AT&T received widespread condemnation when it decided to change the "LTE" icon on some of its phone to the "5G E" icon. However, based on a handful of new studies, it looks like the operator's strategy is beginning to bear fruit.
According to new data from Speedtest company Ookla, the download speeds on AT&T's LTE network increased by almost 50% in the first half of this year, compared with the same period last year. The firm said AT&T provided average download speeds of almost 33 Mbit/s during the first two quarters of this year. "Over the past year, AT&T has managed to leapfrog the competition to produce the fastest download speeds across the country," the firm wrote in its new report. AT&T first claimed the top spot in Ookla's quarterly reports in the first quarter of this year, knocking T-Mobile out of that position.
Ookla obtains its results via its Speedtest app installed on users' phones.
Ookla's results dovetail with similar findings from PCMag, which conducts extensive network drive tests across the US. The publication noted that, in its most recent tests, AT&T surpassed Verizon in terms of raw download speeds to earn the top spot in the country. "Verizon had a good run for the past five years with its nationwide LTE network, but AT&T has rocketed into the top spot this year," wrote PCMag's Sascha Segan. "The big push to improve its 4G LTE network in preparation for 5G pays off big time for AT&T; it's America's fastest mobile network in 2019."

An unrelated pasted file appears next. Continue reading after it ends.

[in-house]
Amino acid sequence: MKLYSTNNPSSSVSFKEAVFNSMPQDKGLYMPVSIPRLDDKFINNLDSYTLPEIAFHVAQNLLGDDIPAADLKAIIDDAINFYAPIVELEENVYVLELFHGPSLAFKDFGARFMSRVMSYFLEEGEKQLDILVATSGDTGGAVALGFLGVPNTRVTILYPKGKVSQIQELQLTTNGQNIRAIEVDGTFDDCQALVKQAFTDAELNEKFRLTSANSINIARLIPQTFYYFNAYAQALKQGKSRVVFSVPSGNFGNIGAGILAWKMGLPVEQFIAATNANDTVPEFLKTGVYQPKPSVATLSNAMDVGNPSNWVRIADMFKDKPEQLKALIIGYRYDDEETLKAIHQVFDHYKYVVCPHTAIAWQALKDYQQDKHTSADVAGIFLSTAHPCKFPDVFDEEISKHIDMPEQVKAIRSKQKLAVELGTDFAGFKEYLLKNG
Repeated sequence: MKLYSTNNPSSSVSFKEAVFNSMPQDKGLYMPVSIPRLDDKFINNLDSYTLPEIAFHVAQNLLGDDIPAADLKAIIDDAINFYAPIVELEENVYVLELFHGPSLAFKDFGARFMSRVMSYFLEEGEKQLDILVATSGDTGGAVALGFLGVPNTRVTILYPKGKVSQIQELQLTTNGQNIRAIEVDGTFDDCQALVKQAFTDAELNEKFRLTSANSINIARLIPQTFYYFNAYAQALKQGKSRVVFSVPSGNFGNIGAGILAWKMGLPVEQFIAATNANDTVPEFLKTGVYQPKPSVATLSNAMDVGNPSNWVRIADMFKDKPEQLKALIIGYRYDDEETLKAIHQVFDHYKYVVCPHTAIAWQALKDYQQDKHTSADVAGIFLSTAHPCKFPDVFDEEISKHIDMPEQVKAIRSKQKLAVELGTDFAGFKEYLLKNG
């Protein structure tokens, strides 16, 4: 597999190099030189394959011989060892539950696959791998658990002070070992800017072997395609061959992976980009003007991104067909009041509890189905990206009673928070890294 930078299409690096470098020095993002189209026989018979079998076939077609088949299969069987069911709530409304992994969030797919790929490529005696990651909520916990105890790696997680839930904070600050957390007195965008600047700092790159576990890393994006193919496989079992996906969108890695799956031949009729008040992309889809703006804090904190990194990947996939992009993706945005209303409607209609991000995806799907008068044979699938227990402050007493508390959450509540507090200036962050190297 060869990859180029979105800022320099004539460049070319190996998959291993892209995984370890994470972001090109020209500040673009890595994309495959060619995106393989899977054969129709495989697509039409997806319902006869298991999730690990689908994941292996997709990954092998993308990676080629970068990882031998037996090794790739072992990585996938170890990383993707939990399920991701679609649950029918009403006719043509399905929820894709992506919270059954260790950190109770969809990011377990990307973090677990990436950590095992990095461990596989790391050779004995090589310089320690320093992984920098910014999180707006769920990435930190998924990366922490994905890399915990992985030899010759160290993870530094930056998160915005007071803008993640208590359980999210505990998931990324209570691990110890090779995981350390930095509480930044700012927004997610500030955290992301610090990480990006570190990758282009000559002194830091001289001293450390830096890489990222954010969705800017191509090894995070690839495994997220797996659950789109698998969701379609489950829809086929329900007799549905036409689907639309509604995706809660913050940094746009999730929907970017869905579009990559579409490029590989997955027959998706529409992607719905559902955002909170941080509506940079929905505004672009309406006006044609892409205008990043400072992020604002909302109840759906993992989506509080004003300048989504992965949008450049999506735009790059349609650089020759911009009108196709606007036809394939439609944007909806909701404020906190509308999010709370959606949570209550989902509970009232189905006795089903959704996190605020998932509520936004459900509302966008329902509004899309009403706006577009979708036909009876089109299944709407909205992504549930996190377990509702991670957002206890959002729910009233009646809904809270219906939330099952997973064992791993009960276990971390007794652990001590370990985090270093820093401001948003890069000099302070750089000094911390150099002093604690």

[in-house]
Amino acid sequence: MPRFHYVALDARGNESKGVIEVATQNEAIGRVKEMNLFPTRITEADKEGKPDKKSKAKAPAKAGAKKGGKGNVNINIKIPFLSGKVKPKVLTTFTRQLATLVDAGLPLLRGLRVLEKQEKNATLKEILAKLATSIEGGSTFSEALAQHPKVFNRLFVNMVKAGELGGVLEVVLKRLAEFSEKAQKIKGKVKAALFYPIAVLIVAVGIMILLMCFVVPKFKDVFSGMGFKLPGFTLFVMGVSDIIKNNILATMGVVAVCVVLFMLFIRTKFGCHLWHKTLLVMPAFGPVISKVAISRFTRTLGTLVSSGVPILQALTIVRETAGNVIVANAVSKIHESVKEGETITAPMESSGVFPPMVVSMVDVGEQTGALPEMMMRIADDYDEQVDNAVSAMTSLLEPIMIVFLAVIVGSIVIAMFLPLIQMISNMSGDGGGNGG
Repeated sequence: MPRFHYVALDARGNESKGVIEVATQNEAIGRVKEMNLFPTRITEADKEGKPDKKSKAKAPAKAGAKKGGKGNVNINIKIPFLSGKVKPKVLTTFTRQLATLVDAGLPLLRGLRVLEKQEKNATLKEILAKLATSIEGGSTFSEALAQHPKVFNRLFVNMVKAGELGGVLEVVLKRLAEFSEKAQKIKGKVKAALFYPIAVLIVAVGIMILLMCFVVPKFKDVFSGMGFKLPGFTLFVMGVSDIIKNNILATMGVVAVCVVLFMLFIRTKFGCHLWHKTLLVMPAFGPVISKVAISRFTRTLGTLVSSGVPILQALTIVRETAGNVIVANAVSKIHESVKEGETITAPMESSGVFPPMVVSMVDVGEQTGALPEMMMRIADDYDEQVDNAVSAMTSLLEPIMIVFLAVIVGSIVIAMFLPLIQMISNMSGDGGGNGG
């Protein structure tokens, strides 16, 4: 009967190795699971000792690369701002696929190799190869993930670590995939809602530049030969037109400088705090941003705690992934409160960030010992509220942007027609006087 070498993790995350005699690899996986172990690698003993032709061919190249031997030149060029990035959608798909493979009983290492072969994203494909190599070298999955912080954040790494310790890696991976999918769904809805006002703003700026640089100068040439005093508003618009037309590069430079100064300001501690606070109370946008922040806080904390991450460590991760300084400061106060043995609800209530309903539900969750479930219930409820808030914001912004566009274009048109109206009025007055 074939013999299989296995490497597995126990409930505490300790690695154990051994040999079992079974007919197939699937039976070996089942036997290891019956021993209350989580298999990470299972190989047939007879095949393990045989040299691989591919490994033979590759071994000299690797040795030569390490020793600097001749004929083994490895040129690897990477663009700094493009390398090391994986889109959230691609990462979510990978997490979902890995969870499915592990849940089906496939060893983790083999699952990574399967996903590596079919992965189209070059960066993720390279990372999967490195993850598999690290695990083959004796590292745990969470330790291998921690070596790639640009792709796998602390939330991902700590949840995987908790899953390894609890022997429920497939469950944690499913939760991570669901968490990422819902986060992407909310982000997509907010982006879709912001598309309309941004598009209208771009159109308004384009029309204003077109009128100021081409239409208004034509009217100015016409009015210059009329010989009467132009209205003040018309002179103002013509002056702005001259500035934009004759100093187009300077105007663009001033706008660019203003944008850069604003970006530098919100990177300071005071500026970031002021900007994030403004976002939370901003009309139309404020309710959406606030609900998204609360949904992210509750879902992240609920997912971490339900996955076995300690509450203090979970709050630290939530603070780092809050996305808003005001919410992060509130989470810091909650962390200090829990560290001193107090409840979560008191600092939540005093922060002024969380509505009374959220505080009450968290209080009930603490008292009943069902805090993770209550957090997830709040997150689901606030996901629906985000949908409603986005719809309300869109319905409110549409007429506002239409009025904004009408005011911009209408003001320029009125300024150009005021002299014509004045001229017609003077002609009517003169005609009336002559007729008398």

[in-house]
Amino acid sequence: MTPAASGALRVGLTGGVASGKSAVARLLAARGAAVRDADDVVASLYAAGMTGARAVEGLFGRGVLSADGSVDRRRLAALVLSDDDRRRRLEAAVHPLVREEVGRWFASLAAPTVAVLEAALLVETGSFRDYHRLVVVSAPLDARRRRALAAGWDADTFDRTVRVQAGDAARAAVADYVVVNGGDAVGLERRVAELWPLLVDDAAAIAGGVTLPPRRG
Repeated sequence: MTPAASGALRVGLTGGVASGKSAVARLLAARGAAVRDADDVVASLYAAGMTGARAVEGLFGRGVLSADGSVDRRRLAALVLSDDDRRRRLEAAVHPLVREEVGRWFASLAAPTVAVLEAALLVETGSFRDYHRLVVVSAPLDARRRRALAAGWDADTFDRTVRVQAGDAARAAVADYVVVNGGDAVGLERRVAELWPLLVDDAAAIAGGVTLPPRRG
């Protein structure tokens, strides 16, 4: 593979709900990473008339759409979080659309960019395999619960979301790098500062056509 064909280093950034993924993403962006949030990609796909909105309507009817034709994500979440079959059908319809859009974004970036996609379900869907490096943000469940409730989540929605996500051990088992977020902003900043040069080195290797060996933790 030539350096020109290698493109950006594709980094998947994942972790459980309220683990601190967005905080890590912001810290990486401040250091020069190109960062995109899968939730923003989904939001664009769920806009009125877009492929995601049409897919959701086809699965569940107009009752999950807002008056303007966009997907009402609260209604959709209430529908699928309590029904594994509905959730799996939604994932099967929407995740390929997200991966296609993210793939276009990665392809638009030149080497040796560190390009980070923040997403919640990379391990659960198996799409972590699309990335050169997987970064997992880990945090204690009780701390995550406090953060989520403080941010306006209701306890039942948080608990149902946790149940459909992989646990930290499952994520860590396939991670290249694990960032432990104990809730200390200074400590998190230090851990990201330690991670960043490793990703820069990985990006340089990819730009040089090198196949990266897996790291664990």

AT&T has made no secret of its plans to upgrade its LTE network. The company has deployed LTE technologies including LAA and carrier aggregation in recent years, which both Ookla and PCMag cited as reasons for AT&T's surging network performance. But Oookla, PCMag and others say one of the big reasons for AT&T's improvements is the amount of new spectrum it has deployed.
"AT&T is adding 60MHz of new spectrum to its wireless network this year, which should materially improve wireless data speeds and performance for its customers," wrote BTIG analyst Walter Piecyk roughly six months ago, when he predicted that AT&T's LTE upgrades could "unseat Verizon’s network dominance."
Indeed, the addition of more spectrum and improved network technologies are among the reasons AT&T cited for its decision to change the "LTE" icon on some of its phones to a "5G E" icon. Whether that's misleading or not, AT&T's executives are surely pleased with the results.